Like any uniform or costume, people respond to certain items, pops, movements. People tense when the lens fall on them, as they are being look at to be contained, and like a gun being draw, the flight or flight response engages. Figures attempt to duck and dive or freeze in place. The photographer’s desire to be invisible whilst in the immediate presence of a responsive dynamic crowd simple posits the Sniper in Ghillie Suit on the front line, letting off rapid fire shots in a paparazzi war zone: where every one is a photographer, everyone is a model (an object to be subjected to the gaze), and of course everyone is a critic.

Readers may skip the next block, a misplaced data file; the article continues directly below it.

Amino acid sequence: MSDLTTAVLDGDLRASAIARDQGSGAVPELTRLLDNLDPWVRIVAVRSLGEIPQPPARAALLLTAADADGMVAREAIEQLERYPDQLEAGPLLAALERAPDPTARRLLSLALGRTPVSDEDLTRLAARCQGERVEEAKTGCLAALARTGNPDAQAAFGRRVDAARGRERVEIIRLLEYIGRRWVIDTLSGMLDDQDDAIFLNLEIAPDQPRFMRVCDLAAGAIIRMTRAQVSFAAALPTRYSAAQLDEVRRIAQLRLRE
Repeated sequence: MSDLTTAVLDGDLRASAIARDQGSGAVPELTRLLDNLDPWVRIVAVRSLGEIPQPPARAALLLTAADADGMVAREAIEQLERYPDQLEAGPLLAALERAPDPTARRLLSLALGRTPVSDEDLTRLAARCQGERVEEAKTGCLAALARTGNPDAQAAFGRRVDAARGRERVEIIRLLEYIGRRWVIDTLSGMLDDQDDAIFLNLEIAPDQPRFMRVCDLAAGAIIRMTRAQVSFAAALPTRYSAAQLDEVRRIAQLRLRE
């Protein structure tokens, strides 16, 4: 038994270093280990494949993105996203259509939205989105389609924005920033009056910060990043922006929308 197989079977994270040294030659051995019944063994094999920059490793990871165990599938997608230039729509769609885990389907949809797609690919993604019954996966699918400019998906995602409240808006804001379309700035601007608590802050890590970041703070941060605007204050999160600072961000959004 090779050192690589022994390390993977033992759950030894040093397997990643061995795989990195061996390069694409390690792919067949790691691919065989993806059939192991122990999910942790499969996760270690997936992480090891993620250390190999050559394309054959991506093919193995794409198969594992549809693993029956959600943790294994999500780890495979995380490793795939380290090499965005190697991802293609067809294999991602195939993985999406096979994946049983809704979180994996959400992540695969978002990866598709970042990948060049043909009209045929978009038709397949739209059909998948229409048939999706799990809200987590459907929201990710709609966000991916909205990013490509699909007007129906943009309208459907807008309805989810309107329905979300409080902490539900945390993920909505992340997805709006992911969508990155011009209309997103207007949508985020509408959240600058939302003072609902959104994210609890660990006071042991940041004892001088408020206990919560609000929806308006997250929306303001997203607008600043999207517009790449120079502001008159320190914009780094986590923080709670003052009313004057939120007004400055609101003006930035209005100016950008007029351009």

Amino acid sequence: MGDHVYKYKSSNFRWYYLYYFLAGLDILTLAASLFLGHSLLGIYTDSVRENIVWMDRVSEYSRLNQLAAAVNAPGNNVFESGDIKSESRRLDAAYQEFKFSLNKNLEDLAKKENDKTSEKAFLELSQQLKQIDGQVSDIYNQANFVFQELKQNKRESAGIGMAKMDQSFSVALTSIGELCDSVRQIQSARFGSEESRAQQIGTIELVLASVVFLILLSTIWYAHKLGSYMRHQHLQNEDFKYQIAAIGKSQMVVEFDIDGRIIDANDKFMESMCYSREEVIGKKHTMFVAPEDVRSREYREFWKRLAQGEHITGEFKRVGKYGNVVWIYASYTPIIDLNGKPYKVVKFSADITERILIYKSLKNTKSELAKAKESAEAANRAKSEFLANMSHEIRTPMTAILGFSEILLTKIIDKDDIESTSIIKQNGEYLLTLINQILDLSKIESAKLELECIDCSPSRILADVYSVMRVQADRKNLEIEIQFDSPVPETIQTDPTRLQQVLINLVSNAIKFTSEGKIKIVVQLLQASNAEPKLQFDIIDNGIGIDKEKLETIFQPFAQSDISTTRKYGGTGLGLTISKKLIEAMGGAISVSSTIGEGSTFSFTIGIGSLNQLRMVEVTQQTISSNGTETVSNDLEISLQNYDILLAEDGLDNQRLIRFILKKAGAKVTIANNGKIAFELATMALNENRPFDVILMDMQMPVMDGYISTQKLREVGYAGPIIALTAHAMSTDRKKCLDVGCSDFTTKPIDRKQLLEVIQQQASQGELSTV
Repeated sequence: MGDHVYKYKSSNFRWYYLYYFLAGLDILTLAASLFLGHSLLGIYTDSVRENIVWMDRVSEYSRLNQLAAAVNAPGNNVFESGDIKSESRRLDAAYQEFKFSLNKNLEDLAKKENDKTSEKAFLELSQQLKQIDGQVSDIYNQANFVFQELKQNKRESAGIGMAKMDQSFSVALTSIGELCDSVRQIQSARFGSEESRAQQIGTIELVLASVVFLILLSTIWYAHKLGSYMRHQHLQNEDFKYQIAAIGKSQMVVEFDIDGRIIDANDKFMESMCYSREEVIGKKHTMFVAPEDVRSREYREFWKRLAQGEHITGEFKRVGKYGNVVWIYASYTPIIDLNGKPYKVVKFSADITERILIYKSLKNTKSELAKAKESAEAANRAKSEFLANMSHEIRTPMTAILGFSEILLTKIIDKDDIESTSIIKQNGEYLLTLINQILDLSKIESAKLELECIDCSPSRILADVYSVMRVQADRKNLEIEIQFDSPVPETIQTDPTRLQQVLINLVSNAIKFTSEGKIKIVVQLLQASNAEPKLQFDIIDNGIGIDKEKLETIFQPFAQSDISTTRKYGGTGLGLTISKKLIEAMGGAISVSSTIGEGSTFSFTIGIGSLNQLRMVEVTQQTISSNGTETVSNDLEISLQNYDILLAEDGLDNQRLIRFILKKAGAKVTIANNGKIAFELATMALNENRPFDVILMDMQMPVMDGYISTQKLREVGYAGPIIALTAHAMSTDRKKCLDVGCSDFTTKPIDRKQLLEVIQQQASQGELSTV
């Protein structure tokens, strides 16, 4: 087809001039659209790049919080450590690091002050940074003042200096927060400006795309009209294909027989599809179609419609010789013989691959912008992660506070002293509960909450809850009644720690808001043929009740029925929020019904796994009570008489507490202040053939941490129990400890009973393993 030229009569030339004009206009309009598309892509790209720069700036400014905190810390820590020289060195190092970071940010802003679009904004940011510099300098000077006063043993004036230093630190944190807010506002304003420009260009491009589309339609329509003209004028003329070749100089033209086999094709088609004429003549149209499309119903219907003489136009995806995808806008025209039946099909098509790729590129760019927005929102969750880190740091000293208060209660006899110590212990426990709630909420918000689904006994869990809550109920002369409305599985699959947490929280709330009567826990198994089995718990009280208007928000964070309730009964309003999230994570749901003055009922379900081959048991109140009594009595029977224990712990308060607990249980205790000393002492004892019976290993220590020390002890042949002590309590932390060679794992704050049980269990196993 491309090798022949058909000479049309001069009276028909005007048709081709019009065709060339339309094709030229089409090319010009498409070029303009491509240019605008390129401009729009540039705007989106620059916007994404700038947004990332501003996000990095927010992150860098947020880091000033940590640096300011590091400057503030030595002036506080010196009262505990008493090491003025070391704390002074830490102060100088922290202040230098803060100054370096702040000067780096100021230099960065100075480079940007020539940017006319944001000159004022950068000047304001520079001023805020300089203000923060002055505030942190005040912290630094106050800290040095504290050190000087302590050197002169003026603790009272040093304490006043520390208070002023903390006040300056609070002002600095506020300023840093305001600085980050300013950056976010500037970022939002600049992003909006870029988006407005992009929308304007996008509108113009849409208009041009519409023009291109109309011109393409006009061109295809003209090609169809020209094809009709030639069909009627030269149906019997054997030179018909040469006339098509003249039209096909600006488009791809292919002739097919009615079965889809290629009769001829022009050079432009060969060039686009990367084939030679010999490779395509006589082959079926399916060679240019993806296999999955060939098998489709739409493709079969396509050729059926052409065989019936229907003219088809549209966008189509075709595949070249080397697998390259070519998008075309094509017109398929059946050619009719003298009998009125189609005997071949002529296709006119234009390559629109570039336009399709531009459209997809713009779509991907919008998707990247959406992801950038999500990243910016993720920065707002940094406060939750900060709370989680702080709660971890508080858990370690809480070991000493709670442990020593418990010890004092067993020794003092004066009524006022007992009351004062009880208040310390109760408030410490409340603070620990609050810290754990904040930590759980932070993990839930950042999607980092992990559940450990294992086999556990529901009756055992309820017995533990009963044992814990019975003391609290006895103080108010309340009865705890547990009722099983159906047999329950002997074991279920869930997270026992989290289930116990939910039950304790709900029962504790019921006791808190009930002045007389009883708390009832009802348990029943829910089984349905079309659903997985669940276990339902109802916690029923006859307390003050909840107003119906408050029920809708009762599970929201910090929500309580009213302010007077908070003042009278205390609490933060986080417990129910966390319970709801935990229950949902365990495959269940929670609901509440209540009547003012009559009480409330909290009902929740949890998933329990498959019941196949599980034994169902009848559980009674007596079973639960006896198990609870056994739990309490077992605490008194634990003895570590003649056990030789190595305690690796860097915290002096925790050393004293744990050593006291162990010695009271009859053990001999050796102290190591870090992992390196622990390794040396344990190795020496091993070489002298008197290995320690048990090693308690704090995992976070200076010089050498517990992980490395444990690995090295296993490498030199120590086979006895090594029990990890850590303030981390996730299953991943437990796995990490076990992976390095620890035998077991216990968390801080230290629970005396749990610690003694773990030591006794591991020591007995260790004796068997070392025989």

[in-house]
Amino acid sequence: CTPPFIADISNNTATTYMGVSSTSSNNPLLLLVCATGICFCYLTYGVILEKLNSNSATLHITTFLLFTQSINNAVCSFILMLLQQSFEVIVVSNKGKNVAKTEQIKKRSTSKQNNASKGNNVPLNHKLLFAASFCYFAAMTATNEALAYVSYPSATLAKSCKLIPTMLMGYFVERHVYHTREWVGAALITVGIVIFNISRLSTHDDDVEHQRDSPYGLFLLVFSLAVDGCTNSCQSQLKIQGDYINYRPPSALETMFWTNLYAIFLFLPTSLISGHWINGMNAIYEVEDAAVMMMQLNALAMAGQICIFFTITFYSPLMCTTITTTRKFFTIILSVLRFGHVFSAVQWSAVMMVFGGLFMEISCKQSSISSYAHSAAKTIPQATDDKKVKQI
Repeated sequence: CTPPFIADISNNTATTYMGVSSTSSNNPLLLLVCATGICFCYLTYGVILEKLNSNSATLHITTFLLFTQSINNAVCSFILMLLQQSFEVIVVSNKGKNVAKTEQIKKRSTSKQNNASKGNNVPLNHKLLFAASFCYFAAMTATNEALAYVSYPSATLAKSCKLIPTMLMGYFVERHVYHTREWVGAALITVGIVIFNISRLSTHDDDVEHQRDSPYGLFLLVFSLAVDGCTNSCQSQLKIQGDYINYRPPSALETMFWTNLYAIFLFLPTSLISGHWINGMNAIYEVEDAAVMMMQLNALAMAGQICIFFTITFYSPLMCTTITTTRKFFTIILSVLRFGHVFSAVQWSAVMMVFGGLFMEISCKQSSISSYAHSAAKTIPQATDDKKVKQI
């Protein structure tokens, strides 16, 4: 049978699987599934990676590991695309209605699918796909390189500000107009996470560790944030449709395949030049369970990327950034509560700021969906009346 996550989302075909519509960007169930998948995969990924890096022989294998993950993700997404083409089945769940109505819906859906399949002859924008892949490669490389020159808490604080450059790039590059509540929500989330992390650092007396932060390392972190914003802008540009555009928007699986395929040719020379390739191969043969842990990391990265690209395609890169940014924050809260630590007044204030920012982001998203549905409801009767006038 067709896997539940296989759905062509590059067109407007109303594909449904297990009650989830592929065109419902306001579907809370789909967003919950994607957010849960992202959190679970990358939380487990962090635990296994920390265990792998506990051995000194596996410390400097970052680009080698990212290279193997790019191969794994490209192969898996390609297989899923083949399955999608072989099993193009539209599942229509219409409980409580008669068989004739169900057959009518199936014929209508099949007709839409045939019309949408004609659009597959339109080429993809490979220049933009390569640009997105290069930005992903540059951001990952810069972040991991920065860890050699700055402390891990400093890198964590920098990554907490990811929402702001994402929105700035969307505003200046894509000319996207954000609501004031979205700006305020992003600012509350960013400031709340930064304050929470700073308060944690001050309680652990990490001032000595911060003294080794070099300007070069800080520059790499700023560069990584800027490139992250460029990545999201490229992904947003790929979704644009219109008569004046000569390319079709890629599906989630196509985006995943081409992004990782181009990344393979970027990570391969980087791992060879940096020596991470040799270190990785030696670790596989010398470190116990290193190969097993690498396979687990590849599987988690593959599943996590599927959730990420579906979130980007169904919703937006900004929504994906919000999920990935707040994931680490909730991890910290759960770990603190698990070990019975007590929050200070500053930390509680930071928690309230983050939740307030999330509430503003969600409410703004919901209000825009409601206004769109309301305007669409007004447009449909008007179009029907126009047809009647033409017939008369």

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The social media feedback loop of instantly uploaded Instagram or Facebook photos position the audience in a relationship unlike that of the film photographer subject, as they gain an editorial role. Not just in selecting a range of viewing platforms and devices, but also by ‘liking’ and ‘sharing’ images do they displace a fix perspective, a fixed audience, a fixed site from which to be cited. The subject in this scenario could be seen to the audience, but one that is also  able to expropriate their position as one that is seen to be totally passive (though evidently is not, see how even the background figure may choose to pose or ignore the camera, both are equally active engagements, it it just that one makes their presence within the frame more outwardly controlled for the benefit of the camera if a figure choose to adjust their standing or break their stride for the photographer, rather than internalising a self-control to not display an external acknowledgement of the presence of the camera). The photographer could be seen as an extension of the central event, functioning as a satellite performer.